By conventional agreement, this is the birthday of the rabbi Yeshua bar Yoseph, known to some as Masih Isa ibn Maryan. To mark the day, I’m republishing an old article I did about the rabbi’s life and legacy:
Like us, the rabbi Yeshua bar Yoseph lived in the shadows of a great and overweening empire that was held together by military might and a harsh judicial system heavily reliant on the death penalty. Although knowledgeable in the Hebrew scriptures, Yeshua often jostled with the religious authorities and was affiliated with no synagogue. The title “rabbi” was in fact an honorific bestowed on him by friends awed by his learning.
He survived on handouts in the manner of a street musician. Typically, he would go into a teeming marketplace or public square and gather a crowd by offering pithy epigrams that summed up complicated moral ideas, often in the form of a paradox: “Who would save his life will lose it, who loses his life will save it,” the rabbi once observed. Also, perhaps with a smiling nod to his own scruffy and humble appearance, he said: “Beware of scholars who like to wear fancy clothes.”
Living on the street like a busker, he hung out with a rough crowd: usually he was found in the company of barflies, layabouts, prostitutes, the homeless mentally ill and tough guys who used their muscles to collect “debts.” Despite his modest demeanor and low social status, the rabbi ran afoul of the powers-that-be and was targeted as an enemy of the empire. He was crucified in approximately the 16th year of the reign of the Emperor Tiberias Caesar.
These days, of course, we remember the rabbi as Jesus Christ, a name that mixes Latin and Greek. Yet I’ve always been uncomfortable with that name, it seems too abstract and historically inexact. I prefer to think of him in the terms used by his closest friends and followers: to them he was simply “teacher” or the “rabbi”.
The rabbi remains a hugely controversial figure to this day: witness the clattering hubbub surrounding the new Mel Gibson film The Passion of the Christ. Some fear that Gibson’s film, which apparently has vivid scenes of Jewish leaders eager to kill Christ, will be an incitement to anti-Semitism. Others question the taste of Gibson’s decision to focus on the gory details of the torture and execution of Jesus.
The politics of portraying Jesus are always tricky; it seems that every few years somebody gets in hot water by showing a Christ that seems too sexual (as in Martin Scorcese’s film The Last Temptation of Christ), too earthy (artist Andres Serrano’s urine-soaked mixed-media artifact Piss Christ), or too ethnically exotic (the theatre director Eric Hafen, who was criticized for casting an African-American actor as Jesus). Strangely enough, few people are bothered by the bland Nordic Jesus (sometimes with blue eyes and blond hair) that is the norm of contemporary religious art: an ethereal, fair-skinned messiah that bears no resemblance to any rabbi that lived in the ancient world.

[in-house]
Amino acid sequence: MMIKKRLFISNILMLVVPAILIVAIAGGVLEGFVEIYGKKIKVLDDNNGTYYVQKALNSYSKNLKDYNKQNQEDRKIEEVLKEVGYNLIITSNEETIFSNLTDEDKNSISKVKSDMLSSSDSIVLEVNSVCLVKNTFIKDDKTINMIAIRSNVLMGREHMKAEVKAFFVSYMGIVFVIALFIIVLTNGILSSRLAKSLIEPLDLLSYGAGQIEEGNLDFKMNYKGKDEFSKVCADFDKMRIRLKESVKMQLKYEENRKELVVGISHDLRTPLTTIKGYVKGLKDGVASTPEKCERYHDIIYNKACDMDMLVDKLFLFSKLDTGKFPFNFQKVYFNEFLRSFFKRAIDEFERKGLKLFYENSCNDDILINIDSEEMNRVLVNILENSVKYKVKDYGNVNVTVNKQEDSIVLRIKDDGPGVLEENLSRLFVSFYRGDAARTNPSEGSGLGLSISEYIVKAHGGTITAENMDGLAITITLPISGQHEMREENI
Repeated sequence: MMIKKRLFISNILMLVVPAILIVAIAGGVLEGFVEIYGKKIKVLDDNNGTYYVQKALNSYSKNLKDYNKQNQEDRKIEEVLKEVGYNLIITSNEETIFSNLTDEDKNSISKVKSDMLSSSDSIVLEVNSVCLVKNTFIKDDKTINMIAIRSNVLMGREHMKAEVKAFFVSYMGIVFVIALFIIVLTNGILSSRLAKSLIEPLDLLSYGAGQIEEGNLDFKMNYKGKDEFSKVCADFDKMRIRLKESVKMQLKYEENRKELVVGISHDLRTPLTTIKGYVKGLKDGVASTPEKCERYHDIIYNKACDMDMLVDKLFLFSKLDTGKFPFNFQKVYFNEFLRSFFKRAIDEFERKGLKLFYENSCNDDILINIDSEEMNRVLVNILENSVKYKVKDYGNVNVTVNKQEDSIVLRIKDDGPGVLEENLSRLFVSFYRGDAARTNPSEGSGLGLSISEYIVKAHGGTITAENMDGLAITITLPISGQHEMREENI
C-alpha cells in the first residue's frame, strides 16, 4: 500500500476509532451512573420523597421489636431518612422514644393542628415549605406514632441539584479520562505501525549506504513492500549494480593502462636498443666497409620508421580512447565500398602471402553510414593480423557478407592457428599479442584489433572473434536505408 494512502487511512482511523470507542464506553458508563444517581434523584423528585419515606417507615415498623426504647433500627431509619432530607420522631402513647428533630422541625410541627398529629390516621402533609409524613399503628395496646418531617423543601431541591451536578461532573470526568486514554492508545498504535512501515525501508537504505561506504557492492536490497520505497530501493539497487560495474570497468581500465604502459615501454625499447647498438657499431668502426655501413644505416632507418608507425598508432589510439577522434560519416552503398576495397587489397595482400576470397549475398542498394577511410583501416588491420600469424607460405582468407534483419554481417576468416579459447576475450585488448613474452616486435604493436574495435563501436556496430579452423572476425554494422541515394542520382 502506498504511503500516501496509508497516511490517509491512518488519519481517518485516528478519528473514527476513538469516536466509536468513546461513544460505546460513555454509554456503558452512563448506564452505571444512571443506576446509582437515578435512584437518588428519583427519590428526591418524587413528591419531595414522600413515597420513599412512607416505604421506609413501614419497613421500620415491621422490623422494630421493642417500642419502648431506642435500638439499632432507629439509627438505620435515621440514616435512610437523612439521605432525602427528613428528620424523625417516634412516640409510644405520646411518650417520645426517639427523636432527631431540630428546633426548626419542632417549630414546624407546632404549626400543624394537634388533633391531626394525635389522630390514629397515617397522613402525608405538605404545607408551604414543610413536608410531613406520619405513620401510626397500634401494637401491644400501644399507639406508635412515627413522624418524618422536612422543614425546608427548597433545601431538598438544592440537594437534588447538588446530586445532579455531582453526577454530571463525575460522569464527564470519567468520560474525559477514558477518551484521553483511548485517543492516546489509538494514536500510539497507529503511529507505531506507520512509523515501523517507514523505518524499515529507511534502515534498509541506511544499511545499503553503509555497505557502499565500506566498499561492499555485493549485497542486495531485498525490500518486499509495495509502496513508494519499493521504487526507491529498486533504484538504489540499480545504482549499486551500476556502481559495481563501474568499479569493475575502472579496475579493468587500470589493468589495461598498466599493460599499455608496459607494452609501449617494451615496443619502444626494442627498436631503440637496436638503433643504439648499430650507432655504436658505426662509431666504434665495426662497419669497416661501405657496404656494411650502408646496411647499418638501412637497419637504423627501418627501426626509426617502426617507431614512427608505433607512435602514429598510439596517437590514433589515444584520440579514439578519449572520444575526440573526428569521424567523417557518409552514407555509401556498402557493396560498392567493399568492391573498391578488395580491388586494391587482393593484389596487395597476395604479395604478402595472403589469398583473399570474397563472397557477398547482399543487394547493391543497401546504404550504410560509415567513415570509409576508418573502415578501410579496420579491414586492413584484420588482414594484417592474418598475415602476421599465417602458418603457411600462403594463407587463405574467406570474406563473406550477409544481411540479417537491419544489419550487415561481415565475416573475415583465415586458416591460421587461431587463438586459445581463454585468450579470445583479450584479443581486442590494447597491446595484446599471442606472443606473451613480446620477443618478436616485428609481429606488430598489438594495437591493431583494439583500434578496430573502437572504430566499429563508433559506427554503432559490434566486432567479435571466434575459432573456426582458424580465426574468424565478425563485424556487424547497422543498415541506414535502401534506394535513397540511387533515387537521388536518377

The question of how to represent Christ is contentious because Jesus was a contradictory and ambiguous figure who represents many things to many people. He was born Jewish and clearly saw his life work as part of the tradition of the Hebrew prophets, whom he often alluded to and quoted. Yet after his death his followers made him into the cornerstone of a new religion, Christianity, which also borrowed from pagan culture. Given this dual heritage of Judaism and paganism, artists have a wide spectrum of aesthetic traditions to choose from.
The very nature of Christ contains dualities: according to the Christian doctrine of the incarnation, Christ was both man and God. Therefore, artists again have a choice as to what deserves emphasis: the humanity of Christ or his divinity. In the opening paragraphs of this column, I tried to sketch out a human Christ, which might jar those familiar with religious icons. Yet if we take the idea of incarnation seriously, Christ was as much a living human being as he was a divine figure.
These artistic dilemmas reverberate into the larger world: pitched battles have been fought over the question of how to represent Christ. Iconoclasm – literally the practice of destroying offensive religious icons – has been a recurring tendency within the divided house of Christendom.